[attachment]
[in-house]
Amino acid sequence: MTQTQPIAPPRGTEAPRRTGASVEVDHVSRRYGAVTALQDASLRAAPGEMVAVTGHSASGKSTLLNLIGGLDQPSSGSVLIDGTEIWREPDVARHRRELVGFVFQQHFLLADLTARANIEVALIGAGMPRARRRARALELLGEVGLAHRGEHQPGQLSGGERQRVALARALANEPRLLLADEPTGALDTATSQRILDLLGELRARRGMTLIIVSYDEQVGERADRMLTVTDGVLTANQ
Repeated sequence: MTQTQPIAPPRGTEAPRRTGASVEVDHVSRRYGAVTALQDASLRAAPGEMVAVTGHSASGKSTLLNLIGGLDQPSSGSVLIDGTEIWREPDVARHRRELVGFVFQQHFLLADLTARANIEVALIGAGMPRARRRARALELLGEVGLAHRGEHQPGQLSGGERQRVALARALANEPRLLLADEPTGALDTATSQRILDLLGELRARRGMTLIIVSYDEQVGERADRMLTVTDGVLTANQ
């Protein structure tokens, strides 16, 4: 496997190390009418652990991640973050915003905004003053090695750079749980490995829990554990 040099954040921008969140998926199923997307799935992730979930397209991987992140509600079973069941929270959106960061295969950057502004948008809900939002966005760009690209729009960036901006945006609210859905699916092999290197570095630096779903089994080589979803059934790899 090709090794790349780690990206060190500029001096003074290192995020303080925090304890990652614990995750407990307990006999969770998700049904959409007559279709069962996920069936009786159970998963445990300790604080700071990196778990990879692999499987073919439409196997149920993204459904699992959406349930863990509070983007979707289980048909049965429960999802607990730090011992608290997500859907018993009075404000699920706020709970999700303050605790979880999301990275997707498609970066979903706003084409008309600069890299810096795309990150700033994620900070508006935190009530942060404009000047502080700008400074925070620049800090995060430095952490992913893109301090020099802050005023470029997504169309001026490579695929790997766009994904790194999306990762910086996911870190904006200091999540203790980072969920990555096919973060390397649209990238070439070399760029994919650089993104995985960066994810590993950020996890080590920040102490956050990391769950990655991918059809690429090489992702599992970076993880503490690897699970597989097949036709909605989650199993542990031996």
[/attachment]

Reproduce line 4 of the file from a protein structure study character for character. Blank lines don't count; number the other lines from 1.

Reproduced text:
């Protein structure tokens, strides 16, 4: 496997190390009418652990991640973050915003905004003053090695750079749980490995829990554990 040099954040921008969140998926199923997307799935992730979930397209991987992140509600079973069941929270959106960061295969950057502004948008809900939002966005760009690209729009960036901006945006609210859905699916092999290197570095630096779903089994080589979803059934790899 090709090794790349780690990206060190500029001096003074290192995020303080925090304890990652614990995750407990307990006999969770998700049904959409007559279709069962996920069936009786159970998963445990300790604080700071990196778990990879692999499987073919439409196997149920993204459904699992959406349930863990509070983007979707289980048909049965429960999802607990730090011992608290997500859907018993009075404000699920706020709970999700303050605790979880999301990275997707498609970066979903706003084409008309600069890299810096795309990150700033994620900070508006935190009530942060404009000047502080700008400074925070620049800090995060430095952490992913893109301090020099802050005023470029997504169309001026490579695929790997766009994904790194999306990762910086996911870190904006200091999540203790980072969920990555096919973060390397649209990238070439070399760029994919650089993104995985960066994810590993950020996890080590920040102490956050990391769950990655991918059809690429090489992702599992970076993880503490690897699970597989097949036709909605989650199993542990031996």